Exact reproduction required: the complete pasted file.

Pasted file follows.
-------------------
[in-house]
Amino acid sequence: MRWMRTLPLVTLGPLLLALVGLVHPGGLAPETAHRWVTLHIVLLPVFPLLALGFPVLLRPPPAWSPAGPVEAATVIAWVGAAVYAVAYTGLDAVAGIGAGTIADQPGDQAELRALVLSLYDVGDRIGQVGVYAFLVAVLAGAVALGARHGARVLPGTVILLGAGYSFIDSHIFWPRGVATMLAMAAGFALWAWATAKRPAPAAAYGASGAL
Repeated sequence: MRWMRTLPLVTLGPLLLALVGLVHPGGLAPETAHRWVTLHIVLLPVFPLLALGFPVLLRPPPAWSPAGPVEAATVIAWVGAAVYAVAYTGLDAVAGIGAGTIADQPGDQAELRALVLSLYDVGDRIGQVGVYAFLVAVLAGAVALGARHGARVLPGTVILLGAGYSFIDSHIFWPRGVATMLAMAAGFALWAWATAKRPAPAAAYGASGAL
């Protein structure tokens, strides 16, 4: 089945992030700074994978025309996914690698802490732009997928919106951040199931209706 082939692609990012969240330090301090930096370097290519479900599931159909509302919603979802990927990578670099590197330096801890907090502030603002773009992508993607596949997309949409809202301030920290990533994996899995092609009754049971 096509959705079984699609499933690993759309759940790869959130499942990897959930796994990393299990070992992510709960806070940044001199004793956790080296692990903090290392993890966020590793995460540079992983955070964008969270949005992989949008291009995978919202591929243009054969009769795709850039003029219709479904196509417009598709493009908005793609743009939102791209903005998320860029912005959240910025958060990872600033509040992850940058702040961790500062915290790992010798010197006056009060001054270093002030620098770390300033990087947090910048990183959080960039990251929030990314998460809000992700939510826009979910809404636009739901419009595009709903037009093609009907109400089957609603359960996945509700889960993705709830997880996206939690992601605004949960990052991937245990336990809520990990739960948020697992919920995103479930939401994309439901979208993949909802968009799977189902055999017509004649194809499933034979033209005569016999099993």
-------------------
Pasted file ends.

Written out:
[in-house]
Amino acid sequence: MRWMRTLPLVTLGPLLLALVGLVHPGGLAPETAHRWVTLHIVLLPVFPLLALGFPVLLRPPPAWSPAGPVEAATVIAWVGAAVYAVAYTGLDAVAGIGAGTIADQPGDQAELRALVLSLYDVGDRIGQVGVYAFLVAVLAGAVALGARHGARVLPGTVILLGAGYSFIDSHIFWPRGVATMLAMAAGFALWAWATAKRPAPAAAYGASGAL
Repeated sequence: MRWMRTLPLVTLGPLLLALVGLVHPGGLAPETAHRWVTLHIVLLPVFPLLALGFPVLLRPPPAWSPAGPVEAATVIAWVGAAVYAVAYTGLDAVAGIGAGTIADQPGDQAELRALVLSLYDVGDRIGQVGVYAFLVAVLAGAVALGARHGARVLPGTVILLGAGYSFIDSHIFWPRGVATMLAMAAGFALWAWATAKRPAPAAAYGASGAL
């Protein structure tokens, strides 16, 4: 089945992030700074994978025309996914690698802490732009997928919106951040199931209706 082939692609990012969240330090301090930096370097290519479900599931159909509302919603979802990927990578670099590197330096801890907090502030603002773009992508993607596949997309949409809202301030920290990533994996899995092609009754049971 096509959705079984699609499933690993759309759940790869959130499942990897959930796994990393299990070992992510709960806070940044001199004793956790080296692990903090290392993890966020590793995460540079992983955070964008969270949005992989949008291009995978919202591929243009054969009769795709850039003029219709479904196509417009598709493009908005793609743009939102791209903005998320860029912005959240910025958060990872600033509040992850940058702040961790500062915290790992010798010197006056009060001054270093002030620098770390300033990087947090910048990183959080960039990251929030990314998460809000992700939510826009979910809404636009739901419009595009709903037009093609009907109400089957609603359960996945509700889960993705709830997880996206939690992601605004949960990052991937245990336990809520990990739960948020697992919920995103479930939401994309439901979208993949909802968009799977189902055999017509004649194809499933034979033209005569016999099993």